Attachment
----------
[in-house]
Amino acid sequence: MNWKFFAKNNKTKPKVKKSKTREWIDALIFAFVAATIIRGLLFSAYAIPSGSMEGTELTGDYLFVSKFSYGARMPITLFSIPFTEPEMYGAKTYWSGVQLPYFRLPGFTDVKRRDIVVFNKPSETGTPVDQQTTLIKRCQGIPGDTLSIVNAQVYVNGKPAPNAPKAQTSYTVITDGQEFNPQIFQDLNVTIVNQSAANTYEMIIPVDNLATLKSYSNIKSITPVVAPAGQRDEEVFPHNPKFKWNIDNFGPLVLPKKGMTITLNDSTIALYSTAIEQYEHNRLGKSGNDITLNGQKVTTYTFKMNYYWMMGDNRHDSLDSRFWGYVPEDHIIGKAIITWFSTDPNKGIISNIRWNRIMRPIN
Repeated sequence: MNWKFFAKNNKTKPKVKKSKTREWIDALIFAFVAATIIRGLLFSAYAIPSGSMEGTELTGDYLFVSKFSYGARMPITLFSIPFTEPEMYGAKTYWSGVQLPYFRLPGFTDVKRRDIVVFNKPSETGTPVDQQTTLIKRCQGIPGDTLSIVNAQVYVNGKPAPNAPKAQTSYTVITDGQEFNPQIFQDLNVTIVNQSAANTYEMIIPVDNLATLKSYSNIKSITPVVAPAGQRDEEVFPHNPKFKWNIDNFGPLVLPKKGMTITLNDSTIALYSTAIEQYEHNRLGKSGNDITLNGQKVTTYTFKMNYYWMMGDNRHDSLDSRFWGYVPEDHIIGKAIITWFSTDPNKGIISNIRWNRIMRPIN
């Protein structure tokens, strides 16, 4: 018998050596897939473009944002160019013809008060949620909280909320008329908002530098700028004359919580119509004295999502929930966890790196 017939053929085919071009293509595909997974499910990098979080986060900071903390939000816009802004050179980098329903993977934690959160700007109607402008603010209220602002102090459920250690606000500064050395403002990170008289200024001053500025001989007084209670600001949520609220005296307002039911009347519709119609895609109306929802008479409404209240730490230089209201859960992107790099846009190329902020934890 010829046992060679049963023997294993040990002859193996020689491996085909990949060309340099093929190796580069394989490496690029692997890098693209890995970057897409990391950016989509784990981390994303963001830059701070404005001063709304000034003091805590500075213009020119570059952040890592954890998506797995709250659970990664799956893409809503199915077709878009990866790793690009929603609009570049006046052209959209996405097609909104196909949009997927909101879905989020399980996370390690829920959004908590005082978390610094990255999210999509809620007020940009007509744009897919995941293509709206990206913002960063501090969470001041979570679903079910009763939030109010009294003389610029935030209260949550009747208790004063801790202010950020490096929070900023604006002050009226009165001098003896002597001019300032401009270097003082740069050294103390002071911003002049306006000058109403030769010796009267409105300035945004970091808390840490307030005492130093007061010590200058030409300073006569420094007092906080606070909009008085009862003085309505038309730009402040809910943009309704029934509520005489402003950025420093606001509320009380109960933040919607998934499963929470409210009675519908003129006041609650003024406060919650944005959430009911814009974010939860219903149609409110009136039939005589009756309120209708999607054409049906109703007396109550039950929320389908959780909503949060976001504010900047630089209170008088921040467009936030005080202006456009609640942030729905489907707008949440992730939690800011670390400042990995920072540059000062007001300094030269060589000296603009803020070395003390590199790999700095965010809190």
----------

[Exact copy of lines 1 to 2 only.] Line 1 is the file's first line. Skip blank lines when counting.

[in-house]
Amino acid sequence: MNWKFFAKNNKTKPKVKKSKTREWIDALIFAFVAATIIRGLLFSAYAIPSGSMEGTELTGDYLFVSKFSYGARMPITLFSIPFTEPEMYGAKTYWSGVQLPYFRLPGFTDVKRRDIVVFNKPSETGTPVDQQTTLIKRCQGIPGDTLSIVNAQVYVNGKPAPNAPKAQTSYTVITDGQEFNPQIFQDLNVTIVNQSAANTYEMIIPVDNLATLKSYSNIKSITPVVAPAGQRDEEVFPHNPKFKWNIDNFGPLVLPKKGMTITLNDSTIALYSTAIEQYEHNRLGKSGNDITLNGQKVTTYTFKMNYYWMMGDNRHDSLDSRFWGYVPEDHIIGKAIITWFSTDPNKGIISNIRWNRIMRPIN